Court settles wives’ legal battle

Picture: Thinkstock

Picture: Thinkstock

The High Court in Pretoria settled a legal battle on Friday between the two wives of a man, who only found out about each other after his death.

Lina Sesi Nhlapo went to court to have her customary marriage to the late Thomas Jack Mahlangu declared valid after the home affairs department refused to register the marriage due to the existence of her husband’s civil marriage to another woman, Lillian Mahlangu.

Nhlapo argued that her husband’s civil and customary marriage to a second wife was invalid because she had not been aware of the marriage and had not agreed to it in terms of Ndebele customary union laws.

The second wife opposed the application, saying her husband had never told her he was already married.

She claimed her husband’s brother Jacob and her uncle were witnesses to the part payment of lobola but her late husband’s family submitted he had no brother named Jacob.

Their relationship started in 2005, but ended in 2007 because she could not bear children.

Nhlapo said her late husband’s family had never met the second wife and was not aware of her existence. She did not even attend his funeral to pay her respects.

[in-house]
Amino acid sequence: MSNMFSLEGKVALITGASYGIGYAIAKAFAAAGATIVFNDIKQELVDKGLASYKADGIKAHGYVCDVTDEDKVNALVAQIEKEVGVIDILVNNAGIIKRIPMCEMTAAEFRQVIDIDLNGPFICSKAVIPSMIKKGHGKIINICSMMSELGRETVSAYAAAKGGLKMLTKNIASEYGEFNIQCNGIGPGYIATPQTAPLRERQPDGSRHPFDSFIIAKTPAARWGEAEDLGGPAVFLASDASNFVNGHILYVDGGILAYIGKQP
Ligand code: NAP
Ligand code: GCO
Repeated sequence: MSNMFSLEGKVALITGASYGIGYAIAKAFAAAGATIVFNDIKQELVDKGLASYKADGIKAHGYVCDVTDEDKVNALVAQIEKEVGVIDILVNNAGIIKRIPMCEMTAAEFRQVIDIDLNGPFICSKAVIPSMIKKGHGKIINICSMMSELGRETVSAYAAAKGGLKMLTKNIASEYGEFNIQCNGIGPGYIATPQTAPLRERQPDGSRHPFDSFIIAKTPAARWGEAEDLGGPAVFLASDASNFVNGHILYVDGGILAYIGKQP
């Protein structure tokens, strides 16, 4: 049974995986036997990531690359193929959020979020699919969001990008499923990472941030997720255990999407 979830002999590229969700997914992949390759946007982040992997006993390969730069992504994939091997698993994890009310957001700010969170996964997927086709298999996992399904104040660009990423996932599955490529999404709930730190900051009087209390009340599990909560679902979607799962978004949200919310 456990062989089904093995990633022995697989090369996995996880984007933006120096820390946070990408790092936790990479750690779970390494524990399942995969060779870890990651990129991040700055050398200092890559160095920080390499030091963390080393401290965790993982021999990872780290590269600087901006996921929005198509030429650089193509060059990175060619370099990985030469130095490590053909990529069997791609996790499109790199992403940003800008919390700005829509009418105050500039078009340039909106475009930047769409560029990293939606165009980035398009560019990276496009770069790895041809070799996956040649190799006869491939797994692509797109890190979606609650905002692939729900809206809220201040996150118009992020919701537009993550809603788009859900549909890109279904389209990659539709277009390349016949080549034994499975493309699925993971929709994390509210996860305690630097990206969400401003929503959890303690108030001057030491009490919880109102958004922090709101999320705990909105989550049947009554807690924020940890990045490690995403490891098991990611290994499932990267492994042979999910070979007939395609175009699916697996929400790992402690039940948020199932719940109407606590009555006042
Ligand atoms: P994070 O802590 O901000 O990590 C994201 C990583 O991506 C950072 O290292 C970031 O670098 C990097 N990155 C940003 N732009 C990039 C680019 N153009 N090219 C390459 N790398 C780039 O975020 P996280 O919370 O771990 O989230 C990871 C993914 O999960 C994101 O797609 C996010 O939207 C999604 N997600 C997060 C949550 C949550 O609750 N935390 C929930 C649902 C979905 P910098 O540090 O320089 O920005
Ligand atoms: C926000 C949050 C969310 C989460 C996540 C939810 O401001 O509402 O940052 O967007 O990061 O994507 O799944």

She submitted that she was her husband’s only legal customary spouse even though the marriage had never been registered. They had four children together.

According to Nhlapo there had been customary marriage negotiations between the two families and the last payment of the agreed 16 heads of cattle as lobola was made in 2000 in terms of their agreement.

The two families had a big handing-over celebration through the ukuvunula ritual in 1986, cows were slaughtered and her family handed her over to her husband’s family. She still lived with her mother-in-law.

Judge Daisy Molefe ruled in favour of the first wife, finding that the failure to register the marriage did not affect its validity and that the marriage had been valid.

She set aside the second marriage, finding that Mahlangu’s civil marriage to a second woman had contravened the Recognition of Customary Marriages Act, which clearly provided that no spouse in a customary marriage could enter into a marriage under the Marriage Act while the customary marriage still existed.

A valid Ndebele customary marriage could also not be concluded without the active participation of the first wife, she added.

Molefe said the man’s second customary marriage had not been celebrated in accordance with customary law, his new wife was not handed over to his family through a traditional ceremony and the customary marriage therefore also did not comply with the Customary Marriages Act.

She said it was very strange that the second wife was not curious to meet her husband’s family during their marriage and did not even attend his funeral.

The judge declared that the first wife’s customary marriage was valid and declared the second civil marriage null and void.

She instructed the Master of the High Court to withdraw the second wife’s appointment to handle her late husband’s estate and ordered her to disclose all funds she had collected and pay it over into the trust account of the first wife’s attorney.

The second wife was also ordered to pay the legal costs of the court battle.


today in print